Michael W. Pinsof
4 Stetson J. Advoc. & L. 158 (2017)
Dorothy: Oh, will you help me? Can you help me?
Glinda, the Good Witch: You don’t need to be helped any longer. You’ve always had the power to go back to Kansas.
Dorothy: I have?
Scarecrow: Then why didn’t you tell her before?
Glinda, the Good Witch: Because she wouldn’t have believed me. She had to learn it for herself.
(Frank Baum, “The Wizard of Oz”)
In subrogation and insurance defense litigation, insurers’ use of “cookie cutter” boilerplate responses or objections to discovery requests have become ubiquitous. Frequently, individual insureds — or their corporate representatives posssessing first-hand knowledge of a claim’s operative facts — may be difficult to locate and/or unwilling to cooperate. By the time a suit is commenced in a subrogation action, the insured has already recouped its loss, and therefore has very little “skin in the game.” The insured may reside or do business in a distant location, and stands only to recover what may be a relatively insignificant deductible amount. Former employees of the insured with actual knowledge of the occurrence may be either difficult to locate or unresponsive. Bound only by a rarely enforced cooperation clause in the standard insurance contract, by settlement agreement, or by the common law duty to cooperate, the insurer may have little, if any, leverage to secure the insured’s participation in litigation. These facts, combined with the strict “drop-dead” deadline for serving responses to Requests for Admission (“RFAs”), often cause an insurance company’s counsel to resort to evasive responses and/or objections. Most frequently, an insurer will attempt to justify its objections and/or inability to respond by claiming that it lacks first-hand knowledge or information. An understanding of the law governing this recurring scenario can empower opposing counsel with the tools to exploit deficient responses to RFAs.
This article will define the parameters of the duty imposed upon an insurer by state and federal court rules to make a “reasonable inquiry” to ascertain “readily obtainable” information when responding to RFAs. The focal point, on which the case law is scant, is the extent to which this duty extends to making inquiry of and obtaining information from its insured, who in certain circumstances is considered a non-party. A West Virginia District Court seems to stand alone in supporting the position that an insurer has a duty to consult with non-party occurrence witnesses, including the insured, when responding to RFAs. In stark contrast, recent Kentucky and California District Court decisions, arguably subject to criticism, reach a different result.
Cases that have addressed the issue of whether the duty to inquire requires a party to obtain information from non-parties, turn on factors such as the degree of “control” exercised over the third party, and the “identity of interest” between the parties. Decisions construing an insurer’s duty to secure the attendance of a knowledgeable agent of its insured for a deposition, and to make inquiry of the insured to provide compliant responses to interrogatories, can elucidate the scope of the duty. Case law suggests that a subrogor could, by definition, be considered to be within the control of and closely conjoined with the interests of the insurer, thereby triggering the insurer’s duty to obtain its cooperation.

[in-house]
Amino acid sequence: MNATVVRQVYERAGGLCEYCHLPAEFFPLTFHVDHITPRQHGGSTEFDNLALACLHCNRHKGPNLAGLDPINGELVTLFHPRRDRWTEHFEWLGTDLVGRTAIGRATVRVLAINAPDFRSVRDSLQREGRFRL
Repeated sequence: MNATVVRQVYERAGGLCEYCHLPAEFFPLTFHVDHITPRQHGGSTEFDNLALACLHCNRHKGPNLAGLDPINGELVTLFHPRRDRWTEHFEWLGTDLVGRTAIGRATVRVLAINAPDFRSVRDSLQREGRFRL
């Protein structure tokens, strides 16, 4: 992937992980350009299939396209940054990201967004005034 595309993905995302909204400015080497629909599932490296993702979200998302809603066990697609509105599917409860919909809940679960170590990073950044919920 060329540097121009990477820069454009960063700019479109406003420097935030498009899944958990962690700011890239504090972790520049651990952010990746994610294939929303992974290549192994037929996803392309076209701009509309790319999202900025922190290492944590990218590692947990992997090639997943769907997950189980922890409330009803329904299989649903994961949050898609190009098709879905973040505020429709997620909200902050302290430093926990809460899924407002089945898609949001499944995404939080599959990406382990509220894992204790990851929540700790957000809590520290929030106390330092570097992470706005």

When encountering a “lack of knowledge” claim of inability to admit or deny a RFA, the proponent must be prepared to move the court for an order compelling the respondent to articulate, in detail, the efforts that have been undertaken to obtain the requested information. Insufficiently supported responses to RFAs invoking the “lack of information” response can set a trap for unwary or careless counsel for insurers. Familiarity with the limits of the “lack of knowledge” exception will enable opposing counsel to proactively respond to an insurer’s recycled, boilerplate responses or objections to RFAs that may fall short of satisfying the legal requirements. If the insurer is unable to comply, such a strategy may lay a solid legal foundation for requesting sanctions or summary judgment.
II. The Contractual and Common Law Duty of an Insured to Cooperate
In the event of a potentially covered loss, claim, or lawsuit, the insured is required to cooperate with its insurer in the investigation and resolution of the claim. This “duty to cooperate” is specifically set forth in the vast majority of policies as one of several duties and conditions imposed on the insured. A typical cooperation clause provides:
The insured shall cooperate with the Company and, upon the Company’s request or through attorneys selected by the Company to respresent the insured must ... (b) assist in making settlements, securing and giving evidence, obtaining the attendance of witnesses and in the conduct of any legal proceedings in connection with the subject matter of this insurance ... (i) allow the Company to take signed and recorded statements and answer all questions we may ask when and as often as we may require; (j) submit to examinations under oath as often as the Company requires, outside the presence of any other insured or person to be examined under oath ... The Company has no duty to provide coverage under this policy unless there has been full compliance with these responsibilities.